Monday, 2 February 2015
The Turn of a Card
As the UK begins its LGBT History Month I return to the subject of my article written to celebrate the official launch last November. That article looked at the venue chosen for the launch and its link to the lgbt community (other than the curator) through the artist Caravaggio.
The Museum of the Order of St. John in Clerkenwell hosted the launch, and it is where Caravaggio’s painting “The Cardsharps” can currently be seen. Caravaggio’s own links to the Order of St. John were given in that previous article so today I’ll look at the painting itself, because just over 2 weeks ago a court case based around the painting came to an end (appeal pending).
What the court case proved, to use a card-playing analogy, is that the value of a painting can change as quickly as the turn of a card. The card in this analogy being in the hand of Sir Denis Mahon. He was the Caravaggio expert whose identification of “The Cardsharps” as a genuine Caravaggio turned it from a work of art worth £42,000 to one worth £10 million overnight.
The painting had been owned prior to its sale by Sotheby’s in 2006 was Lancelot “Bill” Thwaites, owner of Hornby Hall in Cumbria. He had always been led to believe that “The Cardsharps” was genuine but had no authentication. When he offered the painting for sale he did ask Sotheby’s to do a proper scientific analysis to prove it one way or the other, which Sotheby’s did. Their analysis included x-ray examination but didn’t provide conclusive proof to list it in the sale catalogue as anything other than “after Caravaggio”. Several art experts examined the painting closely and they agreed.
Why did Bill Thwaytes believe “The Cardsharps” was by Caravaggio? You have to go back to its previous owner to realise why.
Bill Thwaytes inherited the painting from his father’s cousin, William Glossop Thwaytes (1889-1965), a retired Royal Navy Surgeon Captain. Capt. Thwaytes (a “lifelong bachelor”) was an avid art collector and bought “The Cardsharps” in 1962 for a meagre £142 in a Sotheby’s sale.
Capt. Thwaytes was no stranger to Caravaggio’s work. In 1947 he had bought another of his painting, “The Musicians”, from an art dealer in the Cumbrian town of Kendall. In 1952 Sir Denis Mahon examined it and declared it to be a genuine lost Caravaggio. The captain also suspected “The Cardsharps” was genuine but didn’t carry out any further research. When the painting passed to Bill Thwaytes in 1965 this suspicion passed on with it.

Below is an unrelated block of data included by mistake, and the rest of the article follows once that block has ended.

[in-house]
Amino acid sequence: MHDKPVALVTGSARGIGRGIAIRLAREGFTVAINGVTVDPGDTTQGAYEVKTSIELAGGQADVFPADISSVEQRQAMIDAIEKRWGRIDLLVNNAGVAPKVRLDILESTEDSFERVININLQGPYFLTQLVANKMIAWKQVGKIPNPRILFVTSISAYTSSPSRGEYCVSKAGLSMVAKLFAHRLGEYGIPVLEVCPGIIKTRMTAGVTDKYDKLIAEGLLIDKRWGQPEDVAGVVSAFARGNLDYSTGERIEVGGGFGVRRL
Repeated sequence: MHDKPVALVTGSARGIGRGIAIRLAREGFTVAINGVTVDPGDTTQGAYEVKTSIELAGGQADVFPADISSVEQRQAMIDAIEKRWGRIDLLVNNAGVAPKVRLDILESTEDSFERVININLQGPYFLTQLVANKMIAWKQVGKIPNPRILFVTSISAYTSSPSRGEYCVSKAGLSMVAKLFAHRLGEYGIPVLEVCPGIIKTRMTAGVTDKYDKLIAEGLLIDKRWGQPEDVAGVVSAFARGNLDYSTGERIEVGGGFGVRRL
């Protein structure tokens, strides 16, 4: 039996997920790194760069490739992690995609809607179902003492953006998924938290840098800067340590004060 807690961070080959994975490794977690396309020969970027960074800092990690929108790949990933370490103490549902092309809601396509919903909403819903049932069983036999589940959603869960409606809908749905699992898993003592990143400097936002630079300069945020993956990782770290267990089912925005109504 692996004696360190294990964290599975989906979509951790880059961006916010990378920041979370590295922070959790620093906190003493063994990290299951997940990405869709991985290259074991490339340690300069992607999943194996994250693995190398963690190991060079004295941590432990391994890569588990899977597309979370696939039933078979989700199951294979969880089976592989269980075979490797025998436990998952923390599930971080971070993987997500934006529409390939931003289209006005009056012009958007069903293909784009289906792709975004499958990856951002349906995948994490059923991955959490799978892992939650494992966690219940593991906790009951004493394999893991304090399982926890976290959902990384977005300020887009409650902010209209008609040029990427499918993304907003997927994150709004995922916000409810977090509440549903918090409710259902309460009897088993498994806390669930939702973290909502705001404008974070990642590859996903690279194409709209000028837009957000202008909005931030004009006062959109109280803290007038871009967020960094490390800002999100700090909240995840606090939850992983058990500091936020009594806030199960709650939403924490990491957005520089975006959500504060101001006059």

Re-enter Sir Denis Mahon. As I said in my previous article Sir Denis was a leading authority on Caravaggio and had also identified other Caravaggio paintings. He bought “The Cardsharps” at the 2006 Sotheby’s auction for £42,000. He, too, wanted to run tests to ascertain whether it was a Caravaggio.
Within a year Sir Denis announced suddenly that, to his satisfaction, “The Cardsharps” was indeed a long-lost genuine Caravaggio and valued it at £50 million (more recently valued at £10 million, the amount it is insured for while at the St. John Museum).
It is acknowledged that Caravaggio’s works are often difficult to attribute because his style varied over the years and often his style was easy to copy. So I can understand why it took two investigations to confirm the attribution. I can also understand why Bill Thwaytes thought that not enough investigation had been done by Sotheby’s. Unfortunately, the High Court decided a couple of weeks ago that Sotheby’s had done the reasonable amount of research that it could and Mr. Thwaytes lost the case.
If you can’t get to see “The Cardsharps” in London in person, you can see Caravaggio’s own copy of the work which is currently on display at the Kimbell Art Gallery in Forth Worth, Texas.
As I wrote in my previous article I saw the painting myself in 2013. The current curator of the museum, Tom Foakes, is to be congratulated on bringing the painting into a public gallery, and it seems that over 400 years after Caravaggio’s death his paintings can still create as much controversy and dispute as the life of the artist himself.